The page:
Land in Watsonville and Hollister
Years farming: Andy has farmed
for the last 20 years in various capacities from
farmworker to owner, from large farm to small.
Total acres farmed: 25
Key people: Andy, farmer and
rave king; Julia, farm wife, CEO, mom, email elf,
etc.; España, foreman, tractor driver,
all around repairman; Jose España, head
harvester; Lourdes Duarte, head vegetable packer
Range of crops: greens, root
crops, tubers and herbs, berries, peppers, tomatoes,
garlic, melons, artichokes, and more besides that.
Marketing methods: CSA and 1
farmers market, with a small number of carefully
selected restaurants that pick up at the farmers
Soil type: silty loam
Regenerative practices: cover
cropping, crop rotation, fallowing
Length of season: all year
|| May 10,
2004: Sloth, carelessness, and poor planning can be
great teachers, as my most recent harvest of black Spanish radishes
illustrates. The black Spanish radish is an antique radish,
a throwback to a time when people counted on storing roots to
survive the winter. To modern consumers the black Spanish radish
is puzzling. Unlike the ubiquitous little red radishes that
adorn green salads the black Spanish radish is a huge root that
can weigh as much as a small cantaloupe. Black radish isn’t
mild either, but can be harsh, especially right after harvest.
Many recipes for black radish call for the root to be grated
and marinated in salt water to dispel the mustardy bitterness.
I’ve read that it is traditional to slice black radish
into pieces and eat it with a pinch of salt and a swig of
beer. This recipe is ok, though I’ve usually wondered
why I don’t just swig the beer solo. But I keep planting
black radish, even though most of my customers probably don’t
eat their black radishes anyway.
The root is so magnificently ugly with its rough textured
black hide that it makes a fabulous conversation piece. Food
stylists looking to take eye catching photos of table displays
love it. I’m charmed by the black root myself and I’ve
taken pleasure in growing an heirloom vegetable that seems
more suited to a museum than a restaurant.
Over the years I’ve learned to plant black radish after
midsummer so it will not bolt to flower before forming a root.
And I’ve learned to religiously cloak my planting of
black radish with a protective row cover from the day I sow
it. Even if most people don’t care to eat black radish,
cabbage maggots sure love it and without a row cover a marketable
crop can be almost impossible to achieve.
This is where sloth, carelessness, and poor planning can
make a big difference. Last year poor planning meant I didn’t
have row cover on hand to protect the black radish crop when
I planted it. The fabric came but then we didn’t do
a good job pinning it to the ground. The wind blew the row
cover off the seed bed leaving the tender young radishes exposed
to the flies. The result was a crop of black radish riddled
with pale white maggots. Out of two 40 inch beds planted in
double rows 600 feet long, I only salvaged a couple of bags
of radish worth saving. I threw the plastic sacks in the dark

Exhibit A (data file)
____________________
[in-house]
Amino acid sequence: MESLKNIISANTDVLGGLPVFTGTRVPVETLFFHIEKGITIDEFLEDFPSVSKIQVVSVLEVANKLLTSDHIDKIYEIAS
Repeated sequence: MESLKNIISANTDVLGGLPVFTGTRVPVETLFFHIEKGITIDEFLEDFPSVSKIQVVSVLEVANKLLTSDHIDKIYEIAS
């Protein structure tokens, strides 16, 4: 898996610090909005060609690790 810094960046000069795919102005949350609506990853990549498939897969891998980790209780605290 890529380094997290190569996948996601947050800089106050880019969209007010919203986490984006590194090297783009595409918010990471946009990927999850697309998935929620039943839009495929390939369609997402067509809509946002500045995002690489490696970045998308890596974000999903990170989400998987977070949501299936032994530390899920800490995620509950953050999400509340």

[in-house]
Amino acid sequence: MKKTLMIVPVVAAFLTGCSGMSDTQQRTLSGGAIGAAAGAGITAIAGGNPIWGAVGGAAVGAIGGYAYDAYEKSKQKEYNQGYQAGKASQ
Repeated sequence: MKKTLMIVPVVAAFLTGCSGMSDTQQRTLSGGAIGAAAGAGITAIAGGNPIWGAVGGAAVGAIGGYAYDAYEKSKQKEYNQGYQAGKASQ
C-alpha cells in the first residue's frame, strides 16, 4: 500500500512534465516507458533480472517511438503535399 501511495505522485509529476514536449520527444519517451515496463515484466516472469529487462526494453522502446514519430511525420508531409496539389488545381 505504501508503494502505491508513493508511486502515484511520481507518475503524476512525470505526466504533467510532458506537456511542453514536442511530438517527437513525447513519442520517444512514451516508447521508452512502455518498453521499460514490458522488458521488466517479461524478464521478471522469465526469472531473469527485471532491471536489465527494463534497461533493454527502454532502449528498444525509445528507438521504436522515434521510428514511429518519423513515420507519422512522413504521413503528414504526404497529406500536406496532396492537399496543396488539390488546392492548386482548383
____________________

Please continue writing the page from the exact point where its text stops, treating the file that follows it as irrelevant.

corner of my cooler, disgusted. This was a bitter harvest
in more ways than one.
Recently I uncovered the bags where they had lain forgotten.
I figured the radishes would be rotten after four months in
a bag. But no. When I looked the roots seemed to look the
same as the day I harvested them. I sliced a root open to
see if it was rotten inside. The black radish in my hand had
snowy white flesh. Then, cautiously, without even a can of
beer on hand to wash away the taste, I tried a bite. The radish
was great. The harsh mustardy flavor was gone and the taste
was clean crisp, and mild!
I finally understood. Black Spanish radish needs to be stored
to reach its full potential. Back in the old days black radishes
would have been heaped in the cellar with carrots, turnips,
celeriac, etc. In the spring after sweeter roots had been
eaten up the black Spanish radish would be waiting, ready
and good. Beer brewed with the previous fall’s grain
harvest would be ready to drink, too.
My constant companions--sloth, carelessness, and poor planning--had
come to my rescue again. Now I have a good plan. This July
I will plant black radish right on schedule and I’ll
care for it assiduously. In November we will harvest and clean
the crop, then store it. Come next spring I’ll have
a crop to sell just when my fields are empty and I’ll
need money. Maybe I can even make back the dollars I lost
Ain’t I smart?
off to the many sombreros of a farmer Quack
lawyer, truck driver, fake chef, and borderline
carnival barker: all in a day’s work for
a farmer like Andy Griffin … and once in
a while he gets to contemplate nature.
April 2, 2004
watermelon radish: Conspiracy from the left or
the right … or just a darned good heirloom
daikon? Those were among the suspicions raised
by this ancient veggie at a recent event in Santa
Cruz designed to introduce consumers to local
March 4, 2004
the influx of cheap Chinese garlic—even
in to Gilroy, the “Garlic Capital of the
World”—Mariquita Farm grows green
spring garlic, and banks its garlic dollars long
before the garlic festival in July.
February 13, 2004
riders of the purple goosefoot In Watsonville,
California, the founders of Mariquita CSA discover
the value of this antique cousin to spinach.
March 23, 2004
is the time for shameless self-promotion He
can't plant, cultivate or harvest--the fields
are a swamp--but Mariquita's Andy Griffin can
sell shares and hustle publicity.